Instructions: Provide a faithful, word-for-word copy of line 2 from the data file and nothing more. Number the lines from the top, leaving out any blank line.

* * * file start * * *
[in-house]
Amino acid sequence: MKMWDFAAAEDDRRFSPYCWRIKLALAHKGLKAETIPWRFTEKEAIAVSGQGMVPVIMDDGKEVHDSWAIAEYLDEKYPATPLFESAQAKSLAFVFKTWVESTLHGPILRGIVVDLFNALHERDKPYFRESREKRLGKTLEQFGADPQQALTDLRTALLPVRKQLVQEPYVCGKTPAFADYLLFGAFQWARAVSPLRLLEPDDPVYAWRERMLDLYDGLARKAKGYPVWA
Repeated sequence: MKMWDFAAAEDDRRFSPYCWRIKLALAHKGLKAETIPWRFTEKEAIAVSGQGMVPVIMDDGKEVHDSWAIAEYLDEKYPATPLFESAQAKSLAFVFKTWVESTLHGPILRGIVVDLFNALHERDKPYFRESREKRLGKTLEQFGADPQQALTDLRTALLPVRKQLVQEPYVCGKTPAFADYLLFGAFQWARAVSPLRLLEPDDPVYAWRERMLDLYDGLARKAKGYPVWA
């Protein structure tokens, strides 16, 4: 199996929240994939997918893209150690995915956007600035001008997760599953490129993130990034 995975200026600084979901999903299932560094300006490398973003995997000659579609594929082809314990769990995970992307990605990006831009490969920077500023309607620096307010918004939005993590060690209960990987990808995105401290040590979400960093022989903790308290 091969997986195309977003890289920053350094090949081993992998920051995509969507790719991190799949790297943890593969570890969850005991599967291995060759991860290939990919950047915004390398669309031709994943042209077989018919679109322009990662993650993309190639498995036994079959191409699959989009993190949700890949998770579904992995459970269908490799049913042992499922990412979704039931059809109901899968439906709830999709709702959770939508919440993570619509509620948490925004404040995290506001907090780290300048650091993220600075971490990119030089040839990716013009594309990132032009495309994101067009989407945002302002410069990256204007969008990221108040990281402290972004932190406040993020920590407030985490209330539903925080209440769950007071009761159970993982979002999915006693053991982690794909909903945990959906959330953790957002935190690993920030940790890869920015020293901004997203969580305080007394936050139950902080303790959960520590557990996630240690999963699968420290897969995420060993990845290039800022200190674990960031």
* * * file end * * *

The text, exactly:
Amino acid sequence: MKMWDFAAAEDDRRFSPYCWRIKLALAHKGLKAETIPWRFTEKEAIAVSGQGMVPVIMDDGKEVHDSWAIAEYLDEKYPATPLFESAQAKSLAFVFKTWVESTLHGPILRGIVVDLFNALHERDKPYFRESREKRLGKTLEQFGADPQQALTDLRTALLPVRKQLVQEPYVCGKTPAFADYLLFGAFQWARAVSPLRLLEPDDPVYAWRERMLDLYDGLARKAKGYPVWA